A fine pilot and officer, and a man with undoubted historical significance.

But "hero"?

general_kalle
11-01-2007, 10:44 AM
i must say he's quite a man to not regret anything
but yea i believe that the dropping saved alot of american and Japanese lives...More than it killed.

~S~

BrotherVoodoo
11-01-2007, 11:07 AM
=SALUTE= Sir, R.I.P.

Von_Rat
11-01-2007, 11:49 AM
Originally posted by general_kalle:
i must say he's quite a man to not regret anything
but yea i believe that the dropping saved alot of american and Japanese lives...More than it killed.

~S~

agreed

though i'll admit that saving Japanese lives probaly wasnt a factor for him. non the less his mission did have that effect. an invasion or prolonged blockcade of japan would of been a unmitigated disaster for the japanese.

not to mention the american lives his mission saved.

this alone is enough to label him a hero.



imo re-enacting the bombing was in poor taste however.

im also old enough to remember those rumors about him, i guess he was made of sterner stuff than some people thought.

flyingloon
11-01-2007, 12:02 PM
S! rest in peace

erco415
11-01-2007, 12:08 PM
RIP, S!

T_O_A_D
11-01-2007, 12:15 PM
R.I.P. Salute to another we owe so much too.

Edit: I best keep my mouth shut.


Ok so I guess, lets try real hard to keep this from going haywire, and just Salute the Man and move along without starting a small war here, among ourselves.

leitmotiv
11-01-2007, 12:22 PM
One of the finest representatives of the generation in the U.S. which did the necessary without complaining and accepted the job and did it with remarkable humility. He took a lot of heat from my generation, but he never fell into our perennial vices incoherence, irrationalism, and hysteria. I will miss not having him around as a corrective to the nonsense said about the war by my contemporaries.

TgD Thunderbolt56
11-01-2007, 12:28 PM
I met him and I'm also proud to say he was personal friends with my Grandfather. They met on Tinian and stayed in contact with each other until my Grandfather passed in 1999.

RIP

JG52Uther
11-01-2007, 12:28 PM
I will say S! to another soldier who has passed.That is all.

woofiedog
11-01-2007, 12:39 PM
May God Bless! http://forums.ubi.com/images/smilies/16x16_smiley-sad.gif

Viper2005_
11-01-2007, 12:55 PM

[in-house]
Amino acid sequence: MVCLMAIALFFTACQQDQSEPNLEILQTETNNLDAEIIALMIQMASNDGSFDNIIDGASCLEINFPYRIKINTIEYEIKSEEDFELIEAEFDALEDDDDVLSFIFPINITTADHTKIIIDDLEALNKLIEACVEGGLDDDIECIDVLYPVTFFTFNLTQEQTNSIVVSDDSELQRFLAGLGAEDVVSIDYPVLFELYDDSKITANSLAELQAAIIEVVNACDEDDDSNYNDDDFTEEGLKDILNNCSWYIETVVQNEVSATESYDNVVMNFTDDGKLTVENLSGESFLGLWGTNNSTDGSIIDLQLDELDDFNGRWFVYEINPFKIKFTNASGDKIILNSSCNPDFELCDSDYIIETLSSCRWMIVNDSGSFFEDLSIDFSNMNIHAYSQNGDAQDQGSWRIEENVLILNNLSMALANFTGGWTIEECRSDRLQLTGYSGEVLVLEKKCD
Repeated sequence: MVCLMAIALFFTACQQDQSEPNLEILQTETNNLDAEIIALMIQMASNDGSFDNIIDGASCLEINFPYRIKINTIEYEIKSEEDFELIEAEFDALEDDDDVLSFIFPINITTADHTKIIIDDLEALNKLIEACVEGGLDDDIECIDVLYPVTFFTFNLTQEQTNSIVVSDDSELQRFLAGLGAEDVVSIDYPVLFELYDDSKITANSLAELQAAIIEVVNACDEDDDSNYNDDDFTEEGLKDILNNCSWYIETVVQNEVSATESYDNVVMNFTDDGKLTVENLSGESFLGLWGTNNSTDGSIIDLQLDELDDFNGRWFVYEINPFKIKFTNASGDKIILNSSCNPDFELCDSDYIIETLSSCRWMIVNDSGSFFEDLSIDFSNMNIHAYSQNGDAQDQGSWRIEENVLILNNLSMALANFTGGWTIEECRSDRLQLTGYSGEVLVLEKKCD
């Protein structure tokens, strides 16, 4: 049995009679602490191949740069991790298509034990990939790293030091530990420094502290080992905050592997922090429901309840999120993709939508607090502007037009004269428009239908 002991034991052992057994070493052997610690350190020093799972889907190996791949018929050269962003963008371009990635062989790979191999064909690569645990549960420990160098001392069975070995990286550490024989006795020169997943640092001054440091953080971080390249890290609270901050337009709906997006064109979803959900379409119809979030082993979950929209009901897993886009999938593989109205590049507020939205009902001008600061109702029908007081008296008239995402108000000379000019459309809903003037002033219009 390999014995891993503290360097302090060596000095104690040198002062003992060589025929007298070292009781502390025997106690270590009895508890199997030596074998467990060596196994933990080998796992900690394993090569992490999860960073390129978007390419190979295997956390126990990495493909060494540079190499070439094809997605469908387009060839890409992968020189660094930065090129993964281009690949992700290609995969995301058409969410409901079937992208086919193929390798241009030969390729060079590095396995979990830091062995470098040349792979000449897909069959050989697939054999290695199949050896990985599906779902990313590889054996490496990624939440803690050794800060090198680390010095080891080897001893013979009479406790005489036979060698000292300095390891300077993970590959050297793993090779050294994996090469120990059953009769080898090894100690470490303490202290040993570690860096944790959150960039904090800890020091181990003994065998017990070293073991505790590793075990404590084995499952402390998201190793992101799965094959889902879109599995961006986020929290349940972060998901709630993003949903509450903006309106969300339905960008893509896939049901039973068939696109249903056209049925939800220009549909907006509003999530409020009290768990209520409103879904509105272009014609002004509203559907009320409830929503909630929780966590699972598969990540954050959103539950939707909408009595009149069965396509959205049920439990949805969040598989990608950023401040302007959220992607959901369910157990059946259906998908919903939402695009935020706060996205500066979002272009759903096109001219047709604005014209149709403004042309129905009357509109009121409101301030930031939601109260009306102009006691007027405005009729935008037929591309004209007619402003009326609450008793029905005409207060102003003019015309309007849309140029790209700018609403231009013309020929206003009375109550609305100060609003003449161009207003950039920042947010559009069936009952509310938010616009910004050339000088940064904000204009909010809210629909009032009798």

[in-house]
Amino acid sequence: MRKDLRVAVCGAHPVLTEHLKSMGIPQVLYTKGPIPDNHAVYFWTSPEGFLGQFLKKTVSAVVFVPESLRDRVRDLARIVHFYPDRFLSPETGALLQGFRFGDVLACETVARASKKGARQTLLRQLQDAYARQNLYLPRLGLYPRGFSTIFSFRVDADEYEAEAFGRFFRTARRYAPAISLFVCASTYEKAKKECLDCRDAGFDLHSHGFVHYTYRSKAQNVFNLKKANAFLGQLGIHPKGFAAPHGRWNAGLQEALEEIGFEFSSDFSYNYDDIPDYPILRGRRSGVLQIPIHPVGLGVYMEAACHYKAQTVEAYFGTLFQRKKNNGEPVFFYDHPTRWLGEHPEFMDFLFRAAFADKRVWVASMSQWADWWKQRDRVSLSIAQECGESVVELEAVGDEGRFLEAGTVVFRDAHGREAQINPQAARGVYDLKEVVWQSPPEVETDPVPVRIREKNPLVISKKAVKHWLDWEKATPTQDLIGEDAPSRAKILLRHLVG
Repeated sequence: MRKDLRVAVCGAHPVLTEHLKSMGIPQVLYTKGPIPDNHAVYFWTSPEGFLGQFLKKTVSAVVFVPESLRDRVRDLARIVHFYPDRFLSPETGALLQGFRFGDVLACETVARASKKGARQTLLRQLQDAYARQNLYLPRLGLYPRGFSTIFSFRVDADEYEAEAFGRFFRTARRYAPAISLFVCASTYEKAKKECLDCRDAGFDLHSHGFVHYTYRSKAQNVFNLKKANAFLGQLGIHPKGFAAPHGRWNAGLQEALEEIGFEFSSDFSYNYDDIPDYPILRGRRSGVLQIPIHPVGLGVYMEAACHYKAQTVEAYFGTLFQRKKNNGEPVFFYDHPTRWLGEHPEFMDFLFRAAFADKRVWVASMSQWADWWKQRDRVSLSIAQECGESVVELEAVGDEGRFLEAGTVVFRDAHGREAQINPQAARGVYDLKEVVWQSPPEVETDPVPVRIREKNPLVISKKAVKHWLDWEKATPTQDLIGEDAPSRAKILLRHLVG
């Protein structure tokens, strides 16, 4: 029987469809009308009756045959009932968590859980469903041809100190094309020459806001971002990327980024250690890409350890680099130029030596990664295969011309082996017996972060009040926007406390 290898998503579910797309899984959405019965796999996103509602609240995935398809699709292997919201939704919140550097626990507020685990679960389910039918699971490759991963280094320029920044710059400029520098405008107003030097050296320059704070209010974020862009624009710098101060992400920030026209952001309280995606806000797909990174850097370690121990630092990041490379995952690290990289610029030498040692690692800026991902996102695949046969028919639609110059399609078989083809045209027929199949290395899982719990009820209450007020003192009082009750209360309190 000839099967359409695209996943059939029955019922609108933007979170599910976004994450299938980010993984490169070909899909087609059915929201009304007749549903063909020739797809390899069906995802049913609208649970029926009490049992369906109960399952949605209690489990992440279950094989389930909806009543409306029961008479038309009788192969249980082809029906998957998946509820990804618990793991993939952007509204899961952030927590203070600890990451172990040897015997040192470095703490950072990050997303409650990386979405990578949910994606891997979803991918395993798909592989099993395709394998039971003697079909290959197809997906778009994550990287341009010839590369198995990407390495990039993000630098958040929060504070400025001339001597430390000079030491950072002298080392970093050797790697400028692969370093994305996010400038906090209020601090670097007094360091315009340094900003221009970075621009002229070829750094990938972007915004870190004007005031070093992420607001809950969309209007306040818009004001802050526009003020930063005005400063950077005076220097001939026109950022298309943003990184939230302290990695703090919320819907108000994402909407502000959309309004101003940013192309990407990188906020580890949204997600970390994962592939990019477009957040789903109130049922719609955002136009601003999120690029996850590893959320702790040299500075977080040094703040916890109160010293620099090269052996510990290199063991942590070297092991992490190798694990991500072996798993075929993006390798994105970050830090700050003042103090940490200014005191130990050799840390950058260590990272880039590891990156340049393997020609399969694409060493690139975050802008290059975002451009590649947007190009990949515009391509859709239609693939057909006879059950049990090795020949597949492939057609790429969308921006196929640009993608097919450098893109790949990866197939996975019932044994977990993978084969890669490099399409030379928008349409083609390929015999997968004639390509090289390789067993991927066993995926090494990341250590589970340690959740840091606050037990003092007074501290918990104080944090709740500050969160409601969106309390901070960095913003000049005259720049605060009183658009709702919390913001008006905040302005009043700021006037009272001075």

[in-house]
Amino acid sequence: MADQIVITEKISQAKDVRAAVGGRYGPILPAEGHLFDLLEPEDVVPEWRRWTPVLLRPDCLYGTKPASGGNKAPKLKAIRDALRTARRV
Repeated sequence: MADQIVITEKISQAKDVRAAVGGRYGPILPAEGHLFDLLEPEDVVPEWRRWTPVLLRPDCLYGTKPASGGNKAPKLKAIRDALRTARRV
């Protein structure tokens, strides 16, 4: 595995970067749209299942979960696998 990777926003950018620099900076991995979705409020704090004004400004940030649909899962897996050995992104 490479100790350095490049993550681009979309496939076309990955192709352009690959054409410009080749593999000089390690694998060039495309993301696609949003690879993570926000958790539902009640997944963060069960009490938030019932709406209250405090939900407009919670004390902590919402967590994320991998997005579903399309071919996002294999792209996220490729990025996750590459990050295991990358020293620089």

S!

Had DOWNFALL gone ahead I might well not be here...

ploughman
11-01-2007, 02:28 PM
Sleep well.

S!

DrHerb
11-01-2007, 03:06 PM
~S~! to the man who took part in a history changing moment. Theres an old saying, "Dont shoot the messenger"

-HH- Beebop
11-01-2007, 03:24 PM
SALUTE General!
He lived with the terrible burden of what the bomb had done while understanding how many lives it saved. For that he paid a mighty due. May he now rest in peace.

"Oh I Have Slipped
The Surly Bonds of Earth...
Put Out My Hand
And Touched the Face of God"
-John Gillespie Magee

Zeus-cat
11-01-2007, 04:00 PM
S! Rest in Peace

PaulV2007
11-01-2007, 04:12 PM
He killed more than 140.000 people - what a hero ...

I'm sure he would have been the first to say he wasn't a hero but not for the reason that you insinuate sitting in your comfortable free world because of the efforts of men greater than you. The man was part of a team responsible for winning a war against barbarism. That war against Imperial Japan and Nazi Germany had to be won at all costs or we would be living in a much darker and crueler world. Once engaged in the conflict the job of the commander in chief, Truman, was to defeat the enemy while minimizing the loss of life on our own side. If that means nuking 100,000 Japanese civilians to save the life of a single US soldier you do it.

ElAurens
11-01-2007, 04:31 PM
http://www.nasm.si.edu/museum/garber/enola/enolagay.jpg

I salute you sir. May your next flight be peaceful.

They are all going away so fast, I am watching my father's generation evaporate before my eyes.

http://forums.ubi.com/images/smilies/16x16_smiley-sad.gif

It's so damn sad.

steve_v
11-01-2007, 05:21 PM
S! Rest in Peace



http://upload.wikimedia.org/wikipedia/commons/thumb/9/93/Tibbets-wave.jpg/485px-Tibbets-wave.jpg

DocD1960
11-01-2007, 05:27 PM
S! RIP

VFS-214_Hawk
11-01-2007, 05:37 PM
A Great Loss. <S>



Thanks Steve, sorry bout that!

Bearcat99
11-01-2007, 05:37 PM
~!S!~ RIP...

I deleted every single post and references thereto in this thread that was contrary to the spirit of the thread save one.. and that one only because it was a post by another mod and he can edit it himself if he wants...

Keep it straight or don't bother posting. Keep your politics and second guessing to yourself.

Hoenire
11-01-2007, 05:43 PM